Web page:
HIVRelated Nervous System Diseases

The viruses may infect the brain, spinal cord, and peripheral nerves.

Cerebral Diseases

Involvement of the brain may present in three forms, often in combination: HIV encephalitis, HIV leukoen-cephalopathy, and diffuse poliodystrophy. The clinical manifestations are collectively referred to as AIDSdementia complex, HIV-associated dementia, or HIV-associated cognitive motor complex. These disorders develop in about 15% to 20 % of HIV patients and are major causes of disabilities and death.

Clinical features. The disease begins with a slowing of mental activities, difficulty with concentration, apathy, social withdrawal, and personality changes, followed by progressive memory impairment and loss of verbal skills, leading to a profound dementia and, ultimately, to a vegetative state. During the course of the disease, seizures, gait difficulty, weakness, ataxia, and tremor develop, and frontal release signs appear. Strokes—hemorrhagic or ischemic—due to hematologic and cardiovascular changes, may complicate the clinical course.

Diagnostic evaluation. Proton magnetic resonance spectroscopy (MRS) is valuable in detecting metabolic abnormalities during early stages of the disease and in monitoring therapeutic efficacy. A decrease in N-acetyl-transferase (NAA), a neuronal marker, suggests neuronal and axonal damage, whereas an elevation in choline, a cellular membrane marker, suggests myelin breakdown. In more advanced stages of infection, neu-roimaging demonstrates atrophy of the gray and white matter. The leukoencephalopathy appears on CT scan as hypodense, and on MRI T2-weighted images it appears as hyperintense, ill-defined white matter lesions. They produce no mass effect and do not enhance with contrast material. Examination of the CSF is useful in eliminating opportunistic infections.

Clinical course. After the onset of dementia, the course averages from a few to several months. Treatment with highly active antiretroviral therapy (HAART) apparently slows the progression of dementia, prolongs survival time, and decreases the incidence of some opportunistic infections. However, drug-resistant viral strains have caused a rise in the incidence of HIV encephalitis and the appearance of a malignant HIV leukoencephalopathy.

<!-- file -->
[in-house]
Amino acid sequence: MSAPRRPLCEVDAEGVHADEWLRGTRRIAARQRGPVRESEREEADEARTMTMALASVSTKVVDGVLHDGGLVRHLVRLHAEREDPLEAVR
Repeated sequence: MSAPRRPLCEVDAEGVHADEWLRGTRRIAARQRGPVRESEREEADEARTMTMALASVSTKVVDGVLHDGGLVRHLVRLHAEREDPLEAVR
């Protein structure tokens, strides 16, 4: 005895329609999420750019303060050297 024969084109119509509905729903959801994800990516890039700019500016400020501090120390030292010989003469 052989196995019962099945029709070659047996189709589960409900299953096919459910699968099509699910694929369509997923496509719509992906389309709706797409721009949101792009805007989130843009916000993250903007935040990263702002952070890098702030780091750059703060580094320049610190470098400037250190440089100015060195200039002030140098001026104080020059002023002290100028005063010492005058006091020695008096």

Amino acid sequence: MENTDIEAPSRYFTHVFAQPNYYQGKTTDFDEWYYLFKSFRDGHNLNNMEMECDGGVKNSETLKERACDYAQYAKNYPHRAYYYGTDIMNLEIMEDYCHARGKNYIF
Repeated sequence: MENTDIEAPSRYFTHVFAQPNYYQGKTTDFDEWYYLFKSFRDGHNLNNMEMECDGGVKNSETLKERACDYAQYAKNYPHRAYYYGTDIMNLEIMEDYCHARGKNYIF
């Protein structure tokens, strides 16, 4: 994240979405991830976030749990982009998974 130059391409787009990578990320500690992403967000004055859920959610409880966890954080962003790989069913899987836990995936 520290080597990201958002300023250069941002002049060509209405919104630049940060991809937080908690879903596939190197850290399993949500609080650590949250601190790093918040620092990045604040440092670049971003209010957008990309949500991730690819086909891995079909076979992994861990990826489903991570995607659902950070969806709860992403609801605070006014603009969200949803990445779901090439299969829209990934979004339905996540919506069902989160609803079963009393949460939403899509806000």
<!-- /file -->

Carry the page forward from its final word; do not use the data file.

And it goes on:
Encephalitis. Grossly, the brain volume is diminished, the convolutions are moderately atrophic, and the ventricles are dilated (Fig. 6.12).

The histology is characterized by a microglial nodular encephalitis (Fig. 6.13). Multiple discrete nodules composed of microglial cells and macrophages and multinucleated giant cells are dispersed throughout the cerebral cortex, white matter, deep gray structures, brainstem, and cerebellum. The multinucleated giant cells, derived from a fusion of macrophages, are the diagnostic hallmark of HIV infection. The microglia and macrophages and the multinucleated cells immuno-react for HIV p24 antigen. Perivascular lymphocytic cuffings are variable.

Leukoencephalopathy. Focal and diffuse myelin changes range from pallor and rarefaction to breakdown and phagocytosis of myelin debris. Axonal degeneration and axonal spheroids are detected in severely affected areas. Astrocytic proliferation accompanies the myelin changes (Fig. 6.14).

A severe leukoencephalopathy has been recognized in patients treated with HAART. It is characterized by extensive demyelination, axonal injury, and intense peri-vascular lymphocyte and macrophage infiltrations.

FIGURE 6.12

HIV encephalitis in a 44-year-old demented man. The brain shows a moderate convolutional atrophy.

FIGURE 6.12

HIV encephalitis in a 44-year-old demented man. The brain shows a moderate convolutional atrophy.

Diffuse Poliodystrophy. The term refers to loss of dendritic processes and loss of neurons in the cerebral cortex and deep gray structures.

HIV Vacuolar Myelopathy

This distinct spinal cord complication of HIV infection is characterized by spongy degeneration of myelin in \the lateral and posterior columns. Clinically, it presents with slowly progressive spastic paraparesis, loss of position and vibratory senses, and incontinence (Fig. 6.15).

HIV Neuropathy

Involvement of the peripheral nerves manifests as bilateral distal symmetric neuropathies and, less often, as sensory or autonomic neuropathies, polyradiculopa-thies, and mononeuropathy multiplex. Segmental demy-elination, axonal degeneration, perivascular lymphocytic infiltrations, and vasculitis are common (Fig. 6.16). Several etiologies include direct infection by HIV or cytomegalovirus, an immunologic mechanism, and nutritional, metabolic, and toxic factors.

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